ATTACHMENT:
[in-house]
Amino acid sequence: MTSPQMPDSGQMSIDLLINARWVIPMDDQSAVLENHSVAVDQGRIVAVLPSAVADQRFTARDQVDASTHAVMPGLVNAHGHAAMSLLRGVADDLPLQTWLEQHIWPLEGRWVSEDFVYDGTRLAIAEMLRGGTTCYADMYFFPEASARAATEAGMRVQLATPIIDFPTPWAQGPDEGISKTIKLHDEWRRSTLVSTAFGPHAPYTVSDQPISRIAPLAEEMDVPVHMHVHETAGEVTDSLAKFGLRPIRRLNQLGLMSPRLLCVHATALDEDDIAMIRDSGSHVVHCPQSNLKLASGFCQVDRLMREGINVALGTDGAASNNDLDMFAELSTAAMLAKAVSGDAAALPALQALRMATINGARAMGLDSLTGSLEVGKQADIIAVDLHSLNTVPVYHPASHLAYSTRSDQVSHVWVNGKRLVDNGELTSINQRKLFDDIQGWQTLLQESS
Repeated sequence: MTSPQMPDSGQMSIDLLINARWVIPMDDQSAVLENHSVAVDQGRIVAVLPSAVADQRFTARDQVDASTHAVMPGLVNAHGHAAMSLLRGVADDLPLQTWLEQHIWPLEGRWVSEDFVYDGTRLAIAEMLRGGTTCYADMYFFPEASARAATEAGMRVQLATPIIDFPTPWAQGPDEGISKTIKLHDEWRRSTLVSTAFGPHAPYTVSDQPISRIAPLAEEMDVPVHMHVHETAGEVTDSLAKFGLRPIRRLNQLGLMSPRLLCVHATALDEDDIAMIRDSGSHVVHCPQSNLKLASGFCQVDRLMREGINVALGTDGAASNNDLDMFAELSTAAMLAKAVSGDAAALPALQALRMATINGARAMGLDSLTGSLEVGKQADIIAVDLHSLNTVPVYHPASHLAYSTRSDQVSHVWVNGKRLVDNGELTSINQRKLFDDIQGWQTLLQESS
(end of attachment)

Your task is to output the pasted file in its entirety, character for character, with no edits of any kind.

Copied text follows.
[in-house]
Amino acid sequence: MTSPQMPDSGQMSIDLLINARWVIPMDDQSAVLENHSVAVDQGRIVAVLPSAVADQRFTARDQVDASTHAVMPGLVNAHGHAAMSLLRGVADDLPLQTWLEQHIWPLEGRWVSEDFVYDGTRLAIAEMLRGGTTCYADMYFFPEASARAATEAGMRVQLATPIIDFPTPWAQGPDEGISKTIKLHDEWRRSTLVSTAFGPHAPYTVSDQPISRIAPLAEEMDVPVHMHVHETAGEVTDSLAKFGLRPIRRLNQLGLMSPRLLCVHATALDEDDIAMIRDSGSHVVHCPQSNLKLASGFCQVDRLMREGINVALGTDGAASNNDLDMFAELSTAAMLAKAVSGDAAALPALQALRMATINGARAMGLDSLTGSLEVGKQADIIAVDLHSLNTVPVYHPASHLAYSTRSDQVSHVWVNGKRLVDNGELTSINQRKLFDDIQGWQTLLQESS
Repeated sequence: MTSPQMPDSGQMSIDLLINARWVIPMDDQSAVLENHSVAVDQGRIVAVLPSAVADQRFTARDQVDASTHAVMPGLVNAHGHAAMSLLRGVADDLPLQTWLEQHIWPLEGRWVSEDFVYDGTRLAIAEMLRGGTTCYADMYFFPEASARAATEAGMRVQLATPIIDFPTPWAQGPDEGISKTIKLHDEWRRSTLVSTAFGPHAPYTVSDQPISRIAPLAEEMDVPVHMHVHETAGEVTDSLAKFGLRPIRRLNQLGLMSPRLLCVHATALDEDDIAMIRDSGSHVVHCPQSNLKLASGFCQVDRLMREGINVALGTDGAASNNDLDMFAELSTAAMLAKAVSGDAAALPALQALRMATINGARAMGLDSLTGSLEVGKQADIIAVDLHSLNTVPVYHPASHLAYSTRSDQVSHVWVNGKRLVDNGELTSINQRKLFDDIQGWQTLLQESS